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  • Cited by 3
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    This chapter has been cited by the following publications. This list is generated based on data provided by CrossRef.

    Gorman, Michael E. 2008. Obituary. Social Studies of Science, Vol. 38, Issue. 1, p. 159.


    Erwin, Edward 2001. The rejection of natural science approaches to psychotherapy: Language and the world. Journal of Clinical Psychology, Vol. 57, Issue. 1, p. 7.


    Milne, Catherine and Taylor, Peter Charles 1995. Metaphors as global markers for teachers' beliefs about the nature of science. Research in Science Education, Vol. 25, Issue. 1, p. 39.


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  • Print publication year: 1989
  • Online publication date: June 2012

6 - Participatory epistemology and psychology of science

Summary

Let me begin by affirming the timeliness and relevance of this volume and the issues that it addresses. In my opinion, psychology of science represents one of the most urgent and critical priorities in the continuing development of the sciences. It is impossible to separate human knowledge from human knowing processes and the human knower. This, I believe, is a foundational assumption for psychology of science. It has not gone unchallenged, of course, and writers like Popper have tried long and hard to segregate psychology and epistemology. For the most part, their efforts have been misdirected and unsuccessful. I say “misdirected” because their arguments have usually challenged certain forms of “psychologizing” rather than psychology per se, and – although it may sound overly optimistic – I believe there are approaches to psychology and the cognitive sciences that offer considerable promise in our attempts to understand scientific inquiry.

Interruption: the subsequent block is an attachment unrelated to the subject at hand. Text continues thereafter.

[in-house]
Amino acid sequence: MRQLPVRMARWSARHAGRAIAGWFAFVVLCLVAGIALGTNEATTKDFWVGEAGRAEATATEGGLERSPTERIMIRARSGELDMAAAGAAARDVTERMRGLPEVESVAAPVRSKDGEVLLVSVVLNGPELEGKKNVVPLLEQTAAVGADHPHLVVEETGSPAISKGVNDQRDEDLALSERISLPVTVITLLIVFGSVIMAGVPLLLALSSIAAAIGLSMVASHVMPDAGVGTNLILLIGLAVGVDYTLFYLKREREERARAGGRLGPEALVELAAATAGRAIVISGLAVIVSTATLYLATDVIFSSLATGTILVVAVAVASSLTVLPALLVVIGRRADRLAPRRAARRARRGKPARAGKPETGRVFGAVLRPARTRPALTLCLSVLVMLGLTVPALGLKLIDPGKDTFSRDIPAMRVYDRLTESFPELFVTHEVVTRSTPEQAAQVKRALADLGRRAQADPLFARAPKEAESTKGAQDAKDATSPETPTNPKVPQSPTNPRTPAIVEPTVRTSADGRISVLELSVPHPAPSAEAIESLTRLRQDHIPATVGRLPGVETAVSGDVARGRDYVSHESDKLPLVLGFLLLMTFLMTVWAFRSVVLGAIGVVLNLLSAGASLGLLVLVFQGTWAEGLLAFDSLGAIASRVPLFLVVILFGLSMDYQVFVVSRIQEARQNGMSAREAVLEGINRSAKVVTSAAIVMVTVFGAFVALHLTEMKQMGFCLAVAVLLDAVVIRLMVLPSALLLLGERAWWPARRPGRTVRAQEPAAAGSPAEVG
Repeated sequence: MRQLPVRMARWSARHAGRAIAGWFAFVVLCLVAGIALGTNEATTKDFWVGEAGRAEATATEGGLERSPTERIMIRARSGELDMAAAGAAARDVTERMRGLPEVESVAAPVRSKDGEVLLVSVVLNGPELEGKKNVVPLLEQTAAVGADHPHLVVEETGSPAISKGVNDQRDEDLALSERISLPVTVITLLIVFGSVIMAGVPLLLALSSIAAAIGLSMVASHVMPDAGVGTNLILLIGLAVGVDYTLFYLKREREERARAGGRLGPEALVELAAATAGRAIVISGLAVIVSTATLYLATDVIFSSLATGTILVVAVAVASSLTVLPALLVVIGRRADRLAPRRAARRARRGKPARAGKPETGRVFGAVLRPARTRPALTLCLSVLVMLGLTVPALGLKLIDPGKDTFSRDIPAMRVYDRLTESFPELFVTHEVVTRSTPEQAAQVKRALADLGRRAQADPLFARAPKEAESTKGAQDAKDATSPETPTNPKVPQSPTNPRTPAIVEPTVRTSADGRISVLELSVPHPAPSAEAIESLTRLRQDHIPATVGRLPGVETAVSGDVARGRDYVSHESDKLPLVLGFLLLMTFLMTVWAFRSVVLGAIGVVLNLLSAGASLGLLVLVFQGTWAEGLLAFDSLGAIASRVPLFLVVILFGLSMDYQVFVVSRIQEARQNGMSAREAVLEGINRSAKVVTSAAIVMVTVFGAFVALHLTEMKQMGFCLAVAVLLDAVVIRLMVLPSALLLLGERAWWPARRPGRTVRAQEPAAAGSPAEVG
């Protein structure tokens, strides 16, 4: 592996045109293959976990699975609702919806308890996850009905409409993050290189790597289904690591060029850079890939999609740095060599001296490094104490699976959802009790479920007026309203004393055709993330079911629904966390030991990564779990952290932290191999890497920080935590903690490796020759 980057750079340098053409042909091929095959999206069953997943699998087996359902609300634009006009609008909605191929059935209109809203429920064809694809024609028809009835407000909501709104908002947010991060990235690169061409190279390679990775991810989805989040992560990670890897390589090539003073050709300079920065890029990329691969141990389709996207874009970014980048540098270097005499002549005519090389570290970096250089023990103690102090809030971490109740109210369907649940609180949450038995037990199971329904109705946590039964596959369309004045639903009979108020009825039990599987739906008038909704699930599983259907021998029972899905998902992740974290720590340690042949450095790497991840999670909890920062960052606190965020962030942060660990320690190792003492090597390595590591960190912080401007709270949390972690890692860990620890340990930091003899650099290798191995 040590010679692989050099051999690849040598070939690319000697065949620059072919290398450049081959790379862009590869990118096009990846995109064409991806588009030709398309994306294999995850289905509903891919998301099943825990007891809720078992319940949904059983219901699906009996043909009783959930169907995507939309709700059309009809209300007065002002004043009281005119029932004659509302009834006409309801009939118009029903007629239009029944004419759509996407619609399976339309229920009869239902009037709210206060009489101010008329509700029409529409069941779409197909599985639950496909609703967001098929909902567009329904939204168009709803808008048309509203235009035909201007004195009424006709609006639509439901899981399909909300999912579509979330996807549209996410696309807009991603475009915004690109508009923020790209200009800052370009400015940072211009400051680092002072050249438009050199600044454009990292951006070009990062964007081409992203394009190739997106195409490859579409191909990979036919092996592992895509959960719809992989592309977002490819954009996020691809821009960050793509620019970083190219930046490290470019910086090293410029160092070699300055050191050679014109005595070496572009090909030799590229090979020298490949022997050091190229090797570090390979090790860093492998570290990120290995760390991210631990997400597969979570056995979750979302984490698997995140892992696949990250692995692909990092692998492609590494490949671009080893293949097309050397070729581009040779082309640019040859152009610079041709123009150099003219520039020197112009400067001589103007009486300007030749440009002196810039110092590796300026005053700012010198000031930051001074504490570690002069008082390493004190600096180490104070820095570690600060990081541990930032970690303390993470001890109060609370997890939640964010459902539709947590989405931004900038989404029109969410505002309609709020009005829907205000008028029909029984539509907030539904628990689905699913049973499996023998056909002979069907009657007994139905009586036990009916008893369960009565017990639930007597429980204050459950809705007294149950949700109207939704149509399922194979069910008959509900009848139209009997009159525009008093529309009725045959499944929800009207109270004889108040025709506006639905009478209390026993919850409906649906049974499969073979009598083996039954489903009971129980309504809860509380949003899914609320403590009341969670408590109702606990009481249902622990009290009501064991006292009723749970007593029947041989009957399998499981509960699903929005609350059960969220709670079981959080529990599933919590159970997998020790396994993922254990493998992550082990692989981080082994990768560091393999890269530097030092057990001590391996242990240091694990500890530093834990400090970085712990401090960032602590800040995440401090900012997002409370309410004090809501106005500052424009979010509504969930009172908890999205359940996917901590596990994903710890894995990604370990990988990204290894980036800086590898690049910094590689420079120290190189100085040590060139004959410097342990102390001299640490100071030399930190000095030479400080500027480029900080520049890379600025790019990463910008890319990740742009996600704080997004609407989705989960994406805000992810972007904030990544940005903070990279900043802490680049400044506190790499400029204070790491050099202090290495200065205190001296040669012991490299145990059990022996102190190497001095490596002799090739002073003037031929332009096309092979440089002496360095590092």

Efforts to segregate psychology from epistemology have been generally unsuccessful, at least if one's analysis reflects the widespread and increasing interest in the social and psychological processes that permeate our conduct and conceptualization of science (Faust, 1982, 1984; Knorr-Cetina, 1981; Mahoney, 1976, 1979, 1985a; Mitroff, 1974; Weimer, 1979). This volume is but one such reflection, and I hope that it portends a strong and viable trend toward interdisciplinary exchange in epistemology.

Plan of the chapter

In this chapter, I shall not summarize or review my earlier or ongoing work on psychological processes in scientific inquiry.

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Psychology of Science
  • Online ISBN: 9781139173667
  • Book DOI: https://doi.org/10.1017/CBO9781139173667
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